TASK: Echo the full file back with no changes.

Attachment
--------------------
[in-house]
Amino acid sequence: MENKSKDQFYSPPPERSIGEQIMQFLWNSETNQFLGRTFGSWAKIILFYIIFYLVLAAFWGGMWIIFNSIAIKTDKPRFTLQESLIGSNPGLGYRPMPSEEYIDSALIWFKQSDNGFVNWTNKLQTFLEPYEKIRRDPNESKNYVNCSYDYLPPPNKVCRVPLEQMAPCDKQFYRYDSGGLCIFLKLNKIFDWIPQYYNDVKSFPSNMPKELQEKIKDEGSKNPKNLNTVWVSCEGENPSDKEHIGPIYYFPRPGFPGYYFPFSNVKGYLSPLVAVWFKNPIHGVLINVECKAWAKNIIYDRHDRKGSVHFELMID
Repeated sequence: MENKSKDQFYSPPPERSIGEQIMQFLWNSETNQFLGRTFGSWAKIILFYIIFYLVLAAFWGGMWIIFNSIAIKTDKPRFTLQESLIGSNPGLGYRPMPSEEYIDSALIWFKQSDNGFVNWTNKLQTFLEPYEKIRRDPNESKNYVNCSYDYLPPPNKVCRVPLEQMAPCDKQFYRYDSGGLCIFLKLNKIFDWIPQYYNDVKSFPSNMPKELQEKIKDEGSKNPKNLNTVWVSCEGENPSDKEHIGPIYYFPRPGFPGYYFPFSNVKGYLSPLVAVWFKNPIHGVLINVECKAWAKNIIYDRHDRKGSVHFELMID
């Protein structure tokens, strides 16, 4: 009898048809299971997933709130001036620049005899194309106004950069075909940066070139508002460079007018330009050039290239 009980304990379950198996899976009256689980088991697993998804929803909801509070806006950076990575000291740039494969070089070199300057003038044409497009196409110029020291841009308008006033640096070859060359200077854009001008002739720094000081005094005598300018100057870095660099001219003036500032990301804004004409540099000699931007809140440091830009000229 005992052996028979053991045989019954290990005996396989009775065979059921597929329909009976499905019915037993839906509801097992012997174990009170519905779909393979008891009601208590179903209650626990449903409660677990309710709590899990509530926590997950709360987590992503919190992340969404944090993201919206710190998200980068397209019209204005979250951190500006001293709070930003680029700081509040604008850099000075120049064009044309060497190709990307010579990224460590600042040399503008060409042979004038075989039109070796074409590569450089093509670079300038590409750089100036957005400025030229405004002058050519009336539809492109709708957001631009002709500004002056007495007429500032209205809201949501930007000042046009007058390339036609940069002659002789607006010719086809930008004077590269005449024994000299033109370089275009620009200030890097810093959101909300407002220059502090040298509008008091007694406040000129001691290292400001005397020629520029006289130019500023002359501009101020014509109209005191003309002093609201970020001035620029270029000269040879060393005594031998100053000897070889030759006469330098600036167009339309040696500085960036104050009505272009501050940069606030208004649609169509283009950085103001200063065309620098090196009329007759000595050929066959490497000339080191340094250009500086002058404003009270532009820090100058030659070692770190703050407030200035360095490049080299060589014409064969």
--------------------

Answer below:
[in-house]
Amino acid sequence: MENKSKDQFYSPPPERSIGEQIMQFLWNSETNQFLGRTFGSWAKIILFYIIFYLVLAAFWGGMWIIFNSIAIKTDKPRFTLQESLIGSNPGLGYRPMPSEEYIDSALIWFKQSDNGFVNWTNKLQTFLEPYEKIRRDPNESKNYVNCSYDYLPPPNKVCRVPLEQMAPCDKQFYRYDSGGLCIFLKLNKIFDWIPQYYNDVKSFPSNMPKELQEKIKDEGSKNPKNLNTVWVSCEGENPSDKEHIGPIYYFPRPGFPGYYFPFSNVKGYLSPLVAVWFKNPIHGVLINVECKAWAKNIIYDRHDRKGSVHFELMID
Repeated sequence: MENKSKDQFYSPPPERSIGEQIMQFLWNSETNQFLGRTFGSWAKIILFYIIFYLVLAAFWGGMWIIFNSIAIKTDKPRFTLQESLIGSNPGLGYRPMPSEEYIDSALIWFKQSDNGFVNWTNKLQTFLEPYEKIRRDPNESKNYVNCSYDYLPPPNKVCRVPLEQMAPCDKQFYRYDSGGLCIFLKLNKIFDWIPQYYNDVKSFPSNMPKELQEKIKDEGSKNPKNLNTVWVSCEGENPSDKEHIGPIYYFPRPGFPGYYFPFSNVKGYLSPLVAVWFKNPIHGVLINVECKAWAKNIIYDRHDRKGSVHFELMID
């Protein structure tokens, strides 16, 4: 009898048809299971997933709130001036620049005899194309106004950069075909940066070139508002460079007018330009050039290239 009980304990379950198996899976009256689980088991697993998804929803909801509070806006950076990575000291740039494969070089070199300057003038044409497009196409110029020291841009308008006033640096070859060359200077854009001008002739720094000081005094005598300018100057870095660099001219003036500032990301804004004409540099000699931007809140440091830009000229 005992052996028979053991045989019954290990005996396989009775065979059921597929329909009976499905019915037993839906509801097992012997174990009170519905779909393979008891009601208590179903209650626990449903409660677990309710709590899990509530926590997950709360987590992503919190992340969404944090993201919206710190998200980068397209019209204005979250951190500006001293709070930003680029700081509040604008850099000075120049064009044309060497190709990307010579990224460590600042040399503008060409042979004038075989039109070796074409590569450089093509670079300038590409750089100036957005400025030229405004002058050519009336539809492109709708957001631009002709500004002056007495007429500032209205809201949501930007000042046009007058390339036609940069002659002789607006010719086809930008004077590269005449024994000299033109370089275009620009200030890097810093959101909300407002220059502090040298509008008091007694406040000129001691290292400001005397020629520029006289130019500023002359501009101020014509109209005191003309002093609201970020001035620029270029000269040879060393005594031998100053000897070889030759006469330098600036167009339309040696500085960036104050009505272009501050940069606030208004649609169509283009950085103001200063065309620098090196009329007759000595050929066959490497000339080191340094250009500086002058404003009270532009820090100058030659070692770190703050407030200035360095490049080299060589014409064969």